David Boulton: So, would you say that there was a kind of morphic resonance between the evolution of language and the structures in it and the evolution of the structures in the brain – that there is this kind of resonant co-evolution in the process?

Co-Evolutionary Processes:

Dr. Terrence Deacon: I think clearly there was a co-evolutionary process in which language affected brains. The issue is that language changes at a much faster rate than brains. Clearly the language we have today and the kinds of languages that are all over the world were not always the way they are. We undoubtedly passed through not maybe one stage of what you might call a proto language but probably many proto languages, many forms of this linguistic symbolic communication system over the course of our evolution, all of them leaving somewhat of a trace.

David Boulton: In here, but not out there.

Dr. Terrence Deacon: Yes, inside but not externally. That’s one of the real problems, of course, in studying this. The only trace is in brains that are alive today. We don’t see a trace in the external world. What traces we do see in the archeological record about human evolution are not necessarily useful and directly correspondent maps of what went on the inside of humans. As we know, across the world, people with equal intelligence, equally complex language can be living in radically different cultures with radically different kinds of technologies. Those that can look as the stone age of a million years ago, those that can look as modern as we are today sitting in this studio. The same brains can be producing all of those systems, in part because it is not all inside the head.

Old Logic of the Brain:

Dr. Terrence Deacon: I want to say one other thing about this correspondence between language and the brain. An engineer might look for something that maps to verbs, maps to nouns, maps to the past tense, all of the various features that linguists tell us that language is broken up into. But language, of course, is broken up according to a logic that has to do with communication, has to do with symbols, has to do with the constraints we have on interacting, perhaps, with speech sounds, perhaps with gesture. The logic of the brain is a very old logic and a very conserved logic. It’s the logic of embryology. It’s the logic of self organization. In fact, it’s the logic that has been shared with a common ancestor that goes back well before vertebrates.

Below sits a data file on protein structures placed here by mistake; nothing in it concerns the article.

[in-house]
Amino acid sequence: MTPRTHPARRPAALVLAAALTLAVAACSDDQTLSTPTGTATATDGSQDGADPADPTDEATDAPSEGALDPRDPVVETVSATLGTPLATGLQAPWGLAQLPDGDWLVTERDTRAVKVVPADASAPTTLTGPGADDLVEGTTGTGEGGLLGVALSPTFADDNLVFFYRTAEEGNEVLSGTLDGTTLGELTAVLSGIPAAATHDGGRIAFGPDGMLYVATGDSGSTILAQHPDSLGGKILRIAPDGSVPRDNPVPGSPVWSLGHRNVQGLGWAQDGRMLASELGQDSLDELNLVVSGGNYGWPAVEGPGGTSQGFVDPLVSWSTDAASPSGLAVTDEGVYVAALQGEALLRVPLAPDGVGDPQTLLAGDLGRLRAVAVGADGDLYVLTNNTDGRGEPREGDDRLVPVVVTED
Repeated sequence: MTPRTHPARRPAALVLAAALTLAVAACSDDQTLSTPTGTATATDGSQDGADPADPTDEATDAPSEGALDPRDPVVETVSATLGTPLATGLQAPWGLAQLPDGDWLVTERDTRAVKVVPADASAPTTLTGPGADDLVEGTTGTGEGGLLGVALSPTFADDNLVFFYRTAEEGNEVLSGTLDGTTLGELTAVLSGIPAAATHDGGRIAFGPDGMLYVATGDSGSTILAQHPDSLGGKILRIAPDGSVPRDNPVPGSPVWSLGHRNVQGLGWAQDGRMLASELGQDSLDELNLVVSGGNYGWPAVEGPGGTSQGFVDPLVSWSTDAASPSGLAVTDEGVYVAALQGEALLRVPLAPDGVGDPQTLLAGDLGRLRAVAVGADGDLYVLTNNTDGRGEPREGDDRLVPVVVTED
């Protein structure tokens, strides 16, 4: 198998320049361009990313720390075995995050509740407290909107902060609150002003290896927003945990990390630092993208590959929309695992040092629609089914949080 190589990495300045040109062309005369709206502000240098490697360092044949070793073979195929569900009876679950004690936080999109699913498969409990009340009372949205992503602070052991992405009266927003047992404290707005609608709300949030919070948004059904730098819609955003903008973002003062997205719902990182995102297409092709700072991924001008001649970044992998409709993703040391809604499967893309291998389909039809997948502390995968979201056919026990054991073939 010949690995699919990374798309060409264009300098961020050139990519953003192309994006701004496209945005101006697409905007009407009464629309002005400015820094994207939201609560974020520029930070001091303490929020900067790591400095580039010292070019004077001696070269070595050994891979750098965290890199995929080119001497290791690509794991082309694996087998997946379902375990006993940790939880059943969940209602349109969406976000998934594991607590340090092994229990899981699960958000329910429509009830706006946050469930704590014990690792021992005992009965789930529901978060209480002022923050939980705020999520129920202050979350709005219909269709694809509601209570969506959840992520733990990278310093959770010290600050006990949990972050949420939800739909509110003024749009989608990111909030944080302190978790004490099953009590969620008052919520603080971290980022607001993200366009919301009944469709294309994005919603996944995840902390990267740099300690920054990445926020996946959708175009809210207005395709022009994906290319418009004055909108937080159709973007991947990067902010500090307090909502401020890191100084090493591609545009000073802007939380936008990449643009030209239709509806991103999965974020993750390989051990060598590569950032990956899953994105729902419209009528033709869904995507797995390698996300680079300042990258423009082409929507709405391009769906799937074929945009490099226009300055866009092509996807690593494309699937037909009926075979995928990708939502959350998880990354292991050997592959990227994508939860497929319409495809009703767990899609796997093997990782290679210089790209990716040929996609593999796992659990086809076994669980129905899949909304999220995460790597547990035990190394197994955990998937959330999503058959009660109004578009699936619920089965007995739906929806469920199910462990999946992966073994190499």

We can find hints as to the organization of the genes that develop brains in fly brains. That logic has probably not changed much. That logic is the logic of the organization of brains. There’s unlikely to be a nice, neat direct map between what we see in the external world of language and what we see inside brains. In fact, the map may be very, very confused and very, very different inside the brain, that is, how the brain does what we see externally in language. 

David Boulton: So, the brain is creating out into the world what’s becoming the environment that it is adapting to and language is one major field that it’s creating in.

Dr. Terrence Deacon: Yes. So, in one sense, we should expect the brain to reflect features of language, the features that it’s created. For example, in the metaphor that I used about brains and beaver dams: beaver bodies don’t necessarily reflect beaver dams, they reflect the environment that was created and the demands of that environment. Those demands are not necessarily directly represented in the environment. Beavers are aquatic. Beavers have all kinds of special adaptations for living in water. It’s not easy to predict from what’s produced in the world what’s going to happen inside, so to speak, in the body. I think we can say the same about this troubling and complex dynamic in which language evolution and brain evolution are working in tandem interfering with each other, confusing each other, shaping each other. That dynamic is probably one that is not going to be easy to predict.